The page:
Travelers stranded by the Southwest Airlines crisis face days of waiting as the airline struggles to rebuild systems hit by holiday storms and faces growing anger and scrutiny from Congress and federal regulators over how the debacle happened.
Thousands were stranded Tuesday, leaving many with few travel options, and Southwest said the new flights may not be available for several days.
Airlines canceled more than 5,000 flights Tuesday evening, most of them — 2,672 flights — with Southwest Airlines, according to flight-tracking website FlightAware.
In California, hundreds of flights have been delayed or canceled through the end of the week, making up much of Southwest’s schedule.
Passengers sat curbside at Los Angeles International Airport and dozens of flyers lined up at the Hollywood Burbank airport rental car desk, with nearly 100 more waiting inside and outside the installation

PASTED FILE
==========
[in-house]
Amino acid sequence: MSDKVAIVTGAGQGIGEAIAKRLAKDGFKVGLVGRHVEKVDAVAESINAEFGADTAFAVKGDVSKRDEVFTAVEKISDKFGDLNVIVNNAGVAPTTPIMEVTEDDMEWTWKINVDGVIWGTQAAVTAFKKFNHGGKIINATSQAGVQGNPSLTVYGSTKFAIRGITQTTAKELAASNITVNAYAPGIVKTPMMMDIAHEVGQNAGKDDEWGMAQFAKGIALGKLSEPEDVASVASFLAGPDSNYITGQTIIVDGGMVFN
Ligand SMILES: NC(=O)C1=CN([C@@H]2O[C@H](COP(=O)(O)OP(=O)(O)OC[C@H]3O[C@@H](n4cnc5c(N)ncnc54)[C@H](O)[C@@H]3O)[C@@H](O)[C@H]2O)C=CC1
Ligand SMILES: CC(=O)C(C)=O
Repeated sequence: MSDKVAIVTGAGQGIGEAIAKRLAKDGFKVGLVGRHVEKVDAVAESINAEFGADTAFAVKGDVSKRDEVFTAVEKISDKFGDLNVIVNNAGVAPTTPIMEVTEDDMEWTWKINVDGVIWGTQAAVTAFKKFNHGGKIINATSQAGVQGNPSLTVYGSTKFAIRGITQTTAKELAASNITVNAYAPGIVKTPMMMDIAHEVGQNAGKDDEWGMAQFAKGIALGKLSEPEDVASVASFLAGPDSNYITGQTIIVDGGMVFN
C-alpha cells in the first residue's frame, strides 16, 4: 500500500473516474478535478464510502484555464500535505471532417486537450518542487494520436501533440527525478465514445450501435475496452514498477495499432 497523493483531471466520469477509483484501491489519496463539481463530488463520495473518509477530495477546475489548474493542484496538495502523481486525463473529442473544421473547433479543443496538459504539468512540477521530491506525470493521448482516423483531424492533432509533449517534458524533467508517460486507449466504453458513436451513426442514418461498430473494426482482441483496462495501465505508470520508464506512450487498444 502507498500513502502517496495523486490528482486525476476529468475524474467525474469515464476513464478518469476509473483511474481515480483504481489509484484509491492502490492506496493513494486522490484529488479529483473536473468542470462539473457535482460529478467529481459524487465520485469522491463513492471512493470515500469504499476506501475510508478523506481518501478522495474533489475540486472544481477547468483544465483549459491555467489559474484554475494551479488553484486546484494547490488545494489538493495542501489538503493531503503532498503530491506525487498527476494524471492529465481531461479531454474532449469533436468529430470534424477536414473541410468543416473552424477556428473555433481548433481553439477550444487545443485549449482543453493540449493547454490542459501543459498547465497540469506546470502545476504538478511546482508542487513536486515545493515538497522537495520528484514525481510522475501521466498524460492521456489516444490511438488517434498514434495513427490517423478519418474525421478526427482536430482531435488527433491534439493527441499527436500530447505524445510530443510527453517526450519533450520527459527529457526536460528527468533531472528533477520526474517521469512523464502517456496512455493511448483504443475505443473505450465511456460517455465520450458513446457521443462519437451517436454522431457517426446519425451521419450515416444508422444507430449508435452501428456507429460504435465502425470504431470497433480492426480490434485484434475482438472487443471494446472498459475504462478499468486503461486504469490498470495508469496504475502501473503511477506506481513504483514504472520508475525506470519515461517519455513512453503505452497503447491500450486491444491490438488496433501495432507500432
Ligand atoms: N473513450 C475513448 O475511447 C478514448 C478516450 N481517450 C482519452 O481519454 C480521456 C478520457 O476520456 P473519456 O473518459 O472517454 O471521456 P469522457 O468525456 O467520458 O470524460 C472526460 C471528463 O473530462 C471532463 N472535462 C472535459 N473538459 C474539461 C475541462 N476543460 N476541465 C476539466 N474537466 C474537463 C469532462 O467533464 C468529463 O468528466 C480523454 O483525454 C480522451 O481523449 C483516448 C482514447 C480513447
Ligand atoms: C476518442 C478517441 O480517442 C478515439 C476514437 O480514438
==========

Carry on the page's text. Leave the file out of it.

Southwest Chief Executive Bob Jordan told the Wall Street Journal that the airline planned to operate at about a third of its usual capacity as it tried to regroup and get the schedule back on track.
“This is the biggest event I’ve ever seen,” he said.
All flights are listed as unavailable on the company’s website as of Tuesday morning. In an email, Southwest spokesman Chris Perry said inventory to book travel is “very low,” but flights are still operating.
In a video posted on Twitter shortly after 5 p.m., Jordan apologized and said the airline is doing everything it can “to return to a normal operation.”